Author Topic: historical lessons  (Read 14 times)

sunny mornin

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historical lessons
« on: October 05, 2017, 10:39:01 AM »
A short History Lesson*
Once upon a time , in a land faraway, there was a man named Percival Pott.
He lost his father and then he was adopted by his mother’s relative.
At age 22 in the year 1736, he had completed the apprenticeship that qualified him to be admitted into the Company of Barber Surgeons – You say Barber Surgeons? I say yes… Google to confirm; that was the old name for the Royal College of Surgeons.
Percival Pott was a very good surgeon , but one other thing he did well was investigate and give reasons for observed pathological phenomena. So, he could also be referred to as a Medical Scientist.
If there was a Royal College of Pathologists at the time , he would have been a member – at least by virtue of his being the first person to suggest that scrotal cancers were caused by carcinogens chimney sweeps were exposed to while working.
But you see, at the time… Pathologists were not a formally recognised category of physicians. In fact, Medicine was still evolving… With many great specialties not yet in existence.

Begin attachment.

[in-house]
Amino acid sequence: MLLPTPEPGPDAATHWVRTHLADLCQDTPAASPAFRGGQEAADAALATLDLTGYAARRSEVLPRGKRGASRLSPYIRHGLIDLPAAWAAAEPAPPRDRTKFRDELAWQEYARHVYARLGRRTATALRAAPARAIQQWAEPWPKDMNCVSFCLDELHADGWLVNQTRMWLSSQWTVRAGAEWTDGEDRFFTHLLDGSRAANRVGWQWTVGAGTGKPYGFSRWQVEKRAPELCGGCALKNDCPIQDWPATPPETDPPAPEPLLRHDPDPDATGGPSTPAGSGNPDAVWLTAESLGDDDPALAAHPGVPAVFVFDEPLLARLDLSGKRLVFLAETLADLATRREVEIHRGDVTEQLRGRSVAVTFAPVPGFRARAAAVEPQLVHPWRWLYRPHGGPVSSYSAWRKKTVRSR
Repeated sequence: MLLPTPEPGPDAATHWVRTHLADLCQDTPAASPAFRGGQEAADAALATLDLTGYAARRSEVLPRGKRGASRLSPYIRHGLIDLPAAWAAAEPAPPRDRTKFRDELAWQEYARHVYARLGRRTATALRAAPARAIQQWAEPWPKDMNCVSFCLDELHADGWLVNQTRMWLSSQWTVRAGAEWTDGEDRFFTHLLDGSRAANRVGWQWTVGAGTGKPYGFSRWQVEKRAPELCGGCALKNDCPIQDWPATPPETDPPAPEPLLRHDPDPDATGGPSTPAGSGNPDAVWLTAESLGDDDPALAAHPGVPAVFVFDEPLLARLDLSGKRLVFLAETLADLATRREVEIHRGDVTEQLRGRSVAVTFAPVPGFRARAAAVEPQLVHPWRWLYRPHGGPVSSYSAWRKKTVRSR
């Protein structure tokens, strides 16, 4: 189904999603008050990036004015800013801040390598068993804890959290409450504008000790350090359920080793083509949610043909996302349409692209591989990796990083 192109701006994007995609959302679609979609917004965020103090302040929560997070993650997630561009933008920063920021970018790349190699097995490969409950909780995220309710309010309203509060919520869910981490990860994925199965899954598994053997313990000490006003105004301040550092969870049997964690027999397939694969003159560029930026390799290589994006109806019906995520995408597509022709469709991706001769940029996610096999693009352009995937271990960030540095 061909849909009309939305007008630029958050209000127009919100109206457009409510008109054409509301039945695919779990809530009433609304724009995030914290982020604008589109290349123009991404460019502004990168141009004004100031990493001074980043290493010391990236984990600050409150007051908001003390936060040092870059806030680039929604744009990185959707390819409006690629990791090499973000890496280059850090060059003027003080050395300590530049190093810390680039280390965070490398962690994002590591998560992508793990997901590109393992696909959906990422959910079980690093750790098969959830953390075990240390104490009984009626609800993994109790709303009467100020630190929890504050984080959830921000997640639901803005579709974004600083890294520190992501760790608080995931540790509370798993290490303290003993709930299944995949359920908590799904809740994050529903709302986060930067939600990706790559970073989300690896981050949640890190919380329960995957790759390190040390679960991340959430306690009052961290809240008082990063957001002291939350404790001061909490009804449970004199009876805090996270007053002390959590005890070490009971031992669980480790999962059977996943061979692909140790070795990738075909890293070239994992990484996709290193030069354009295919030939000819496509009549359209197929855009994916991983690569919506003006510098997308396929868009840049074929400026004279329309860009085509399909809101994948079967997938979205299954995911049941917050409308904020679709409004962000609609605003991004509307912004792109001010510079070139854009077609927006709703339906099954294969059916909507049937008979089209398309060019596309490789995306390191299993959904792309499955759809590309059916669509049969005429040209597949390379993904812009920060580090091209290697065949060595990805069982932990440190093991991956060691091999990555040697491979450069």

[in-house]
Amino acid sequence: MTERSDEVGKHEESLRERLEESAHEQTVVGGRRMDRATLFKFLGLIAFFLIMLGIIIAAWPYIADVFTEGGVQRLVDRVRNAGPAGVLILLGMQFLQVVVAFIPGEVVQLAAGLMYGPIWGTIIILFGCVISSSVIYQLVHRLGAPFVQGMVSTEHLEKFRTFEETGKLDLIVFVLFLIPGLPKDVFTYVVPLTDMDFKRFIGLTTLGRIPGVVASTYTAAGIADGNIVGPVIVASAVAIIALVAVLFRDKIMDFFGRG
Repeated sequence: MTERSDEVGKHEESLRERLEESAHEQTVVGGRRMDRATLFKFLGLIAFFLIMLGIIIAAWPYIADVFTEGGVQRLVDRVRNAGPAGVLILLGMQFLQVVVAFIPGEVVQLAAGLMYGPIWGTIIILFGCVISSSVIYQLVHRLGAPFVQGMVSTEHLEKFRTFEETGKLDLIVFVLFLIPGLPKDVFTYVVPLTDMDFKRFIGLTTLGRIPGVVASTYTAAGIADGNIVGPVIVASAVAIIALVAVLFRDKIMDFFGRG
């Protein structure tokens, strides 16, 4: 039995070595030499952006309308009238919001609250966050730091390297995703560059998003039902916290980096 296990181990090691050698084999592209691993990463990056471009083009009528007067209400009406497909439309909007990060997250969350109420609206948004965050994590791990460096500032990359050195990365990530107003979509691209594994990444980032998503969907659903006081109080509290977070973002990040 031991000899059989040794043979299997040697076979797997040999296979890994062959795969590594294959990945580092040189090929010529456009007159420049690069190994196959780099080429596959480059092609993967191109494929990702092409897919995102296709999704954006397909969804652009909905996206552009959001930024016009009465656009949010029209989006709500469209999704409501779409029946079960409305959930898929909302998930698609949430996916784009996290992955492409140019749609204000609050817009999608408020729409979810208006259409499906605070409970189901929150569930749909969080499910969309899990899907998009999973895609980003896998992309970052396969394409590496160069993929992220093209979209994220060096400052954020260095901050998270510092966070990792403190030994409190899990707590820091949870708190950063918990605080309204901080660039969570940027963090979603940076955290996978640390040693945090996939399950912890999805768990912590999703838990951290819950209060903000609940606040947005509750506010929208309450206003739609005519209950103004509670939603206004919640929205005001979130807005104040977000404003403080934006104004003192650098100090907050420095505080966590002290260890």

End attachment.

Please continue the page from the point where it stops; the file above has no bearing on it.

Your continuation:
More than 300 years later, do you know the tragedy? Some descendants of Percival are still stuck in the ancient days?
They want the historical doctor carrying the black bag who is both drug dispenser, nurse, and medical scientist rolled up in one.
Specializations and technological advancements be damned!
These Nigerian descendants under the aegis of the NMA would rather Medicine stayed static in the “good old days” and no other professional cadre found a pride of place.
Making references to history, they refer everyone back to the primordial times of medical history.
Good thing we can readily access the history, to guide us all.
As well as examples from progressive communities like the United Kingdom where most of the history came from.
Time was when the Surgeon was king…
Changing times even in the UK has brought a paradigm shift. Consultant Biomedical Scientists (Medical Laboratory Scientists) are no longer an aberration and of course have their own autonomy.
With time comes change and those who resist change may end up in the doldrums of a forgotten history.
Medical Laboratory Science has come to stay; a full fledged profession capable of self administration and autonomy and the earlier everyone comes to accept this reality, the better for the Nigerian Health Sector.

 

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